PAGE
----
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Spring Lawn Care Bootcamp

Posted on May 1, 2017 in Garden, Garden Tips, Spring Gardening

Written by Jason VanderMey

The grass is always greener at West Coast Gardens, fellow gardeners! Why? Because we have a solid spring lawn care routine for an irresistibly lush yard, perfect for summer picnics and barbecues! Get ready to wiggle those bare toes in some gorgeous green grass.

Welcome to Spring Lawn Care Bootcamp!

Don’t worry, your lawn’s health doesn’t depend on how many jumping jacks and squats you can do! Rather this bootcamp is all about combating PH levels and sparring with that scrappy moss.  I should warn you that this can be a ferocious battle and is not for the faint of heart (put on those gardening gloves and break out the wheelbarrow). Here on the west coast, in Vancouver and Surrey, you’ll need tenacious tactics to tame the naturally acidic soil but we’re with you every step of the way!

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Get that soil in shape!

The first step is to take care of the soil. Remember that your lawn is a plant and needs healthy roots. On the west coast we battle our high soil acidity by spreading lime. But what about the kids and the dog? Is it safe? Don’t worry, this isn’t chemical warfare for your lawn! Lime is simply ground up limestone rock and completely natural.

Grab a bag of Dolopril limestone, or another favourite brand, and talk to us about borrowing one of our complimentary spreaders. Sure you can do it by hand, but why work hard when you can work smart? Our free spreaders make sure the lime is distributed evenly and more effectively. Then sit back and wait for the rain to hit (It’s never too long a wait here on the west coast). The best time to lime your lawn is the beginning of March.

Within a week or two you’ll start to notice that your grass is getting greener. See? That was easy! No kettlebells or chin-ups required. The reason your lawn responds so well to the lime is because a neutral PH allows the grass to absorb calcium and iron better, making it healthier and greener. (Like a multivitamin for grass.)

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A diet to keep your yard in shape

After three weeks you’re ready to give that lawn some good grub in the form of fertilizer. Choose one with a high nitrogen level (if you don’t have your lawn bootcamp decoder ring, the first number on the fertilizer bag always refers to nitrogen levels and in this case should be higher than the last two). All this food will spark growth and colour in your lawn, just like a high-protein smoothie after a workout!

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The great moss battle

Sometimes we feel like we’re defending our yards against moss all summer. Here’s my two step plan of attack to beat back this enemy. First, start by using moss killer in the affected areas of your yard as a warmup during the month of April. Then it’s time to call in the big muscle and dethatch your lawn, getting rid of moss and old lawn clippings that are impeding your yard’s potential. Sound extreme? Dethatching is an important part of yard care and can completely clean up your lawn.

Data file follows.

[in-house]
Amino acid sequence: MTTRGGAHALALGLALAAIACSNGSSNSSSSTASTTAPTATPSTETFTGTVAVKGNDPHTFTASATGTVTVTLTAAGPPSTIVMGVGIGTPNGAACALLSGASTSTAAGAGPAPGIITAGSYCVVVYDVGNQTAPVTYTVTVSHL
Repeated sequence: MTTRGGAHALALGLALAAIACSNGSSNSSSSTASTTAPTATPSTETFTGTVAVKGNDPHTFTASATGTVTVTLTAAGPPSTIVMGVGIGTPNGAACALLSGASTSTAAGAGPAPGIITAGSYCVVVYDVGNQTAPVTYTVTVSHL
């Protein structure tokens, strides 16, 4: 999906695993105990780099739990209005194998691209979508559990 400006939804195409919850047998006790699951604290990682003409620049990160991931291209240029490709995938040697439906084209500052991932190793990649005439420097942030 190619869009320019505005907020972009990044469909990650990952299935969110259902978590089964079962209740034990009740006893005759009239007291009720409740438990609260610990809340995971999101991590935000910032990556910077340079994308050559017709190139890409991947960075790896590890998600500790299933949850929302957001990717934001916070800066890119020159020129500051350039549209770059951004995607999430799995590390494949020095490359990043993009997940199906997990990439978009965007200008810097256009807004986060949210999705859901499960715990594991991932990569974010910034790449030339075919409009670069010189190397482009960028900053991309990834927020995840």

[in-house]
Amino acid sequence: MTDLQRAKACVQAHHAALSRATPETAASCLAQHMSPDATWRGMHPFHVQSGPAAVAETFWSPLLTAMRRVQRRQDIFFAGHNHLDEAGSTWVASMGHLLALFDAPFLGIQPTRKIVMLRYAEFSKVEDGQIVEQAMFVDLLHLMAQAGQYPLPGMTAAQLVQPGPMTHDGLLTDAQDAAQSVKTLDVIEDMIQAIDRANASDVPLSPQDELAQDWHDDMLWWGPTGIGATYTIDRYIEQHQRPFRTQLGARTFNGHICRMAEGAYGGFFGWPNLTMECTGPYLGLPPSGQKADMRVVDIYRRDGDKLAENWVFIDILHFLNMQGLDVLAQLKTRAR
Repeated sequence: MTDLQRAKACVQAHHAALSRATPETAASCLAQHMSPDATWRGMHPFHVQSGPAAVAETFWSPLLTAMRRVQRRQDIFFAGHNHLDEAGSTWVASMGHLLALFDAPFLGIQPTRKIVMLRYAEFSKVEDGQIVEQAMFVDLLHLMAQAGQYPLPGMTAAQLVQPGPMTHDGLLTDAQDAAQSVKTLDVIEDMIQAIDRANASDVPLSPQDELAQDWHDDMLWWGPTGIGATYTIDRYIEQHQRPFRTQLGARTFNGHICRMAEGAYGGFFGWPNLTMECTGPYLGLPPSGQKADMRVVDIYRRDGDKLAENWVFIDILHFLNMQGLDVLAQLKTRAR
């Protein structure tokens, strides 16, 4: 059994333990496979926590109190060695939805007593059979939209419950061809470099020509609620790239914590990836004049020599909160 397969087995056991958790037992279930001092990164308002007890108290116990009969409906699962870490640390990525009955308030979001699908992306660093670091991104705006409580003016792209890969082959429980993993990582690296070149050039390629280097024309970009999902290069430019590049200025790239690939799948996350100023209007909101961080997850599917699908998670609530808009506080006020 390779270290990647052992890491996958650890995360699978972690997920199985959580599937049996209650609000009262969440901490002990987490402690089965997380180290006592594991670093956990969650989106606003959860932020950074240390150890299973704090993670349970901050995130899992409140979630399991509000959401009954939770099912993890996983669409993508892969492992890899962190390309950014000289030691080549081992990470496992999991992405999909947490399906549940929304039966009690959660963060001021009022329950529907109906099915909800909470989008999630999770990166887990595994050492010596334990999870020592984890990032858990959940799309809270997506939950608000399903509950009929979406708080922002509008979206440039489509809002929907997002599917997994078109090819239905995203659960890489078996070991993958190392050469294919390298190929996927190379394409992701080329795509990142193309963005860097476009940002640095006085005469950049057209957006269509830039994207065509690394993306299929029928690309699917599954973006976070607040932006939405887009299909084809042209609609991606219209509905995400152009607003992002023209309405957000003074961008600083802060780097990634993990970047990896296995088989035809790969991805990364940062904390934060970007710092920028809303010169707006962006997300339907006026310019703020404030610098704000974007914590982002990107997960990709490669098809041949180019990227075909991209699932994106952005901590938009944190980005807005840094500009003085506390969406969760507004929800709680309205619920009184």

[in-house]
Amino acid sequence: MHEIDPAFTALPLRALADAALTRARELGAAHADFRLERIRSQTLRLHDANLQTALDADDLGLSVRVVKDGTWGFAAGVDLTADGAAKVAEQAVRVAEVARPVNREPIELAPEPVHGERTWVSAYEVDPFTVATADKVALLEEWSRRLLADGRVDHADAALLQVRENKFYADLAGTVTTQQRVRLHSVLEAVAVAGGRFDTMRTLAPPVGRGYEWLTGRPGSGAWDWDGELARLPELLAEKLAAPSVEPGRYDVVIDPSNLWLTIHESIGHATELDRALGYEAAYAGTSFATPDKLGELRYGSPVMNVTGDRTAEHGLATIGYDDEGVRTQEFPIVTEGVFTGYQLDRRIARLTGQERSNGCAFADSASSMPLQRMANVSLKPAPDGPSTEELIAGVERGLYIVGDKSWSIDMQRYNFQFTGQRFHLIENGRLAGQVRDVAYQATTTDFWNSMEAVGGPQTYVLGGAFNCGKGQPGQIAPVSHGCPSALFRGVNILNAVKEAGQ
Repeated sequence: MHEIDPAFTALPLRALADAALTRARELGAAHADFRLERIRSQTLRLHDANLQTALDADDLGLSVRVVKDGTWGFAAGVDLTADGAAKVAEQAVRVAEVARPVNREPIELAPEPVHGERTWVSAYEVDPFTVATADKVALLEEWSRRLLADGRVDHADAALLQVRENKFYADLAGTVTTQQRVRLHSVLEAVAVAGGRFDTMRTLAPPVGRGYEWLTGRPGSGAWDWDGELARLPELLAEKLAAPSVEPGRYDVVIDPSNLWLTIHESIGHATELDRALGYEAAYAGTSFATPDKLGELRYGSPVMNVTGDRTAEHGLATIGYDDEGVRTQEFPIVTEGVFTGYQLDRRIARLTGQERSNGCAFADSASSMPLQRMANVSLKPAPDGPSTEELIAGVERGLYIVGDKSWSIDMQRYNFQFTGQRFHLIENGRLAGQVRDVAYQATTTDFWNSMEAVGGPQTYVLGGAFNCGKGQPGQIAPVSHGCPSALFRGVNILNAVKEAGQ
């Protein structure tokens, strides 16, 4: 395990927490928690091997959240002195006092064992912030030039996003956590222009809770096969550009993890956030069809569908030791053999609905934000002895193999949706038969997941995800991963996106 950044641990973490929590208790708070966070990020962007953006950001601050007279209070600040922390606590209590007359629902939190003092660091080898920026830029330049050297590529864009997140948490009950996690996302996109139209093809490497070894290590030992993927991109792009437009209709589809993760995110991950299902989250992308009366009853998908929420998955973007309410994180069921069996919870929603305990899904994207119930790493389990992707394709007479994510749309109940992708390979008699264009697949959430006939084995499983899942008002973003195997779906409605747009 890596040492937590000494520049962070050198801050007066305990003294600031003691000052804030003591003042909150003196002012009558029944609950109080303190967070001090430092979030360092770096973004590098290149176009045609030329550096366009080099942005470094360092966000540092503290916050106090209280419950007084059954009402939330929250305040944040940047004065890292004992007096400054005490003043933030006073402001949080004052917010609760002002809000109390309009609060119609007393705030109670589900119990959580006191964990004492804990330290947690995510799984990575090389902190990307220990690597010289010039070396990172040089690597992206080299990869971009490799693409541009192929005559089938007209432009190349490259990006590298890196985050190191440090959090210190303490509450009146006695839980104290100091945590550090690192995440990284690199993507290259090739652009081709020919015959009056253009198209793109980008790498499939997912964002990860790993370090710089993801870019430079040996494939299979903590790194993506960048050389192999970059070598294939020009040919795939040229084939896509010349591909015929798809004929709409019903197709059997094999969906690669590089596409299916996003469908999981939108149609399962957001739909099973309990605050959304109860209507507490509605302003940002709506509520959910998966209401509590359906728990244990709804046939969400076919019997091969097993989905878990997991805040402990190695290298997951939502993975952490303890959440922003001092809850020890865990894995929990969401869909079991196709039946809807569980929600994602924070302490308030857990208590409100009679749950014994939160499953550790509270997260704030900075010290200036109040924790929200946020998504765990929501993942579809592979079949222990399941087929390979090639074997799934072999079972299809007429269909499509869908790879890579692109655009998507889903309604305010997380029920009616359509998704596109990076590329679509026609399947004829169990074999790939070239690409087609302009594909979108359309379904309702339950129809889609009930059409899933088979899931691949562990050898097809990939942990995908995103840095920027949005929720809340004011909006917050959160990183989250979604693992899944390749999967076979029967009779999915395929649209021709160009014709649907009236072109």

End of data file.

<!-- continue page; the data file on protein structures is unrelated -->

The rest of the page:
The reinforcements have arrived!

My favourite part of spring lawn care is the overseeding, when we get to add some density to our lawns and fill in any bare patches, creating a thick luscious green carpet. I recommend borrowing one of our free spreaders when you purchase your grass seeds, to make sure that your lawn gets an even coating. Wait until the ground has warmed up a bit (April or May) and then choose a grass seed blend that fits your area. We carry blends for front yards, back yards, shady or sunny areas and all your other specific needs.

Now I can just sit back and relax, right?

Of course you want to spend the summer enjoying your new and beautiful lawn, inviting the envious neighbours over for drinks and letting the kids roll around in the yard. But don’t forget that a healthy lawn requires some maintenance.

Crab Grass is an all too common problem from customers at West Coast Gardens. The clash of the Crab Grass can usually be traced back to one thing – cutting your lawn too short. If you’re over zealous with the mower, you could inadvertently be aiding the enemy. Those luscious grass leaves are actually providing cover for your soil from the heat of the sun. When they are cut very short, it not only hamper moisture retention, but can also quickly germinate any Crab Grass seeds in your lawn.

We also recommend fertilizing at the beginning of July, for summer nutrition, as well as in the fall to help your yard survive the winter.